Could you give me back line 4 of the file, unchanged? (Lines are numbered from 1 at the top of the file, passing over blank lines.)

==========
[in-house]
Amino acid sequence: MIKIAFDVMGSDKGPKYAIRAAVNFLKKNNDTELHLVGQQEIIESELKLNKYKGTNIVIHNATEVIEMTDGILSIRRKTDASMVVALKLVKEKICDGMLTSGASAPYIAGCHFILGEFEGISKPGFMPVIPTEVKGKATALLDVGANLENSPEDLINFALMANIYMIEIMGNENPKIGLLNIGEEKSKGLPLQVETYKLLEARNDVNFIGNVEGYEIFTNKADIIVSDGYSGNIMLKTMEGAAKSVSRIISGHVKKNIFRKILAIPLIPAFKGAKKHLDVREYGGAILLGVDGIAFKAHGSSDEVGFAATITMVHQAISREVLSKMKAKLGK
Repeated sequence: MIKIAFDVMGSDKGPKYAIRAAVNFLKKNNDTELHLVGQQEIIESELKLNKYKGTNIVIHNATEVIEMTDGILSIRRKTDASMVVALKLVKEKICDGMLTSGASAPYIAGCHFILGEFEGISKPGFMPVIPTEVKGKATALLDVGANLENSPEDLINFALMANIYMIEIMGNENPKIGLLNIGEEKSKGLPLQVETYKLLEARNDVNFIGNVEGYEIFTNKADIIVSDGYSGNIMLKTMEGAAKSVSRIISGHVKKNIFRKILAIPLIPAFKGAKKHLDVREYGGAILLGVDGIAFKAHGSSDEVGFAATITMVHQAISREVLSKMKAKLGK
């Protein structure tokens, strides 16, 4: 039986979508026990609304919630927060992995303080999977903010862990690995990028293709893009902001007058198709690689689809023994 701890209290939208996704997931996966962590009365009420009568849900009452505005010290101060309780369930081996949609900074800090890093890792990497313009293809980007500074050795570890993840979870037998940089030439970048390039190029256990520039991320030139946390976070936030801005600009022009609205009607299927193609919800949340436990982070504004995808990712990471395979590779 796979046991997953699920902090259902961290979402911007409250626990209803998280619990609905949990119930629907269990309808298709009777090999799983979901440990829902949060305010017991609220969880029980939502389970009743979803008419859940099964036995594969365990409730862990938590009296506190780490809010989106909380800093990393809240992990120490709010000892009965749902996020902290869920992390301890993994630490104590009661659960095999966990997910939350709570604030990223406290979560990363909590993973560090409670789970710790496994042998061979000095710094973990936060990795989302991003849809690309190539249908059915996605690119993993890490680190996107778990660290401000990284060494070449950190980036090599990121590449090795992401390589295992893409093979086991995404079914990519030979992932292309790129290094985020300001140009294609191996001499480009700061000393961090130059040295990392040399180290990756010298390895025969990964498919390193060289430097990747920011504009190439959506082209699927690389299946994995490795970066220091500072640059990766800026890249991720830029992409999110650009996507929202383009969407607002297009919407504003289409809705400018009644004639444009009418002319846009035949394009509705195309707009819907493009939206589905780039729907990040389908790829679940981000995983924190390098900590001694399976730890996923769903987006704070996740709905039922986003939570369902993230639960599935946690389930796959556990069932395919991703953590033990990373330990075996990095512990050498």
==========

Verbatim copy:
């Protein structure tokens, strides 16, 4: 039986979508026990609304919630927060992995303080999977903010862990690995990028293709893009902001007058198709690689689809023994 701890209290939208996704997931996966962590009365009420009568849900009452505005010290101060309780369930081996949609900074800090890093890792990497313009293809980007500074050795570890993840979870037998940089030439970048390039190029256990520039991320030139946390976070936030801005600009022009609205009607299927193609919800949340436990982070504004995808990712990471395979590779 796979046991997953699920902090259902961290979402911007409250626990209803998280619990609905949990119930629907269990309808298709009777090999799983979901440990829902949060305010017991609220969880029980939502389970009743979803008419859940099964036995594969365990409730862990938590009296506190780490809010989106909380800093990393809240992990120490709010000892009965749902996020902290869920992390301890993994630490104590009661659960095999966990997910939350709570604030990223406290979560990363909590993973560090409670789970710790496994042998061979000095710094973990936060990795989302991003849809690309190539249908059915996605690119993993890490680190996107778990660290401000990284060494070449950190980036090599990121590449090795992401390589295992893409093979086991995404079914990519030979992932292309790129290094985020300001140009294609191996001499480009700061000393961090130059040295990392040399180290990756010298390895025969990964498919390193060289430097990747920011504009190439959506082209699927690389299946994995490795970066220091500072640059990766800026890249991720830029992409999110650009996507929202383009969407607002297009919407504003289409809705400018009644004639444009009418002319846009035949394009509705195309707009819907493009939206589905780039729907990040389908790829679940981000995983924190390098900590001694399976730890996923769903987006704070996740709905039922986003939570369902993230639960599935946690389930796959556990069932395919991703953590033990990373330990075996990095512990050498």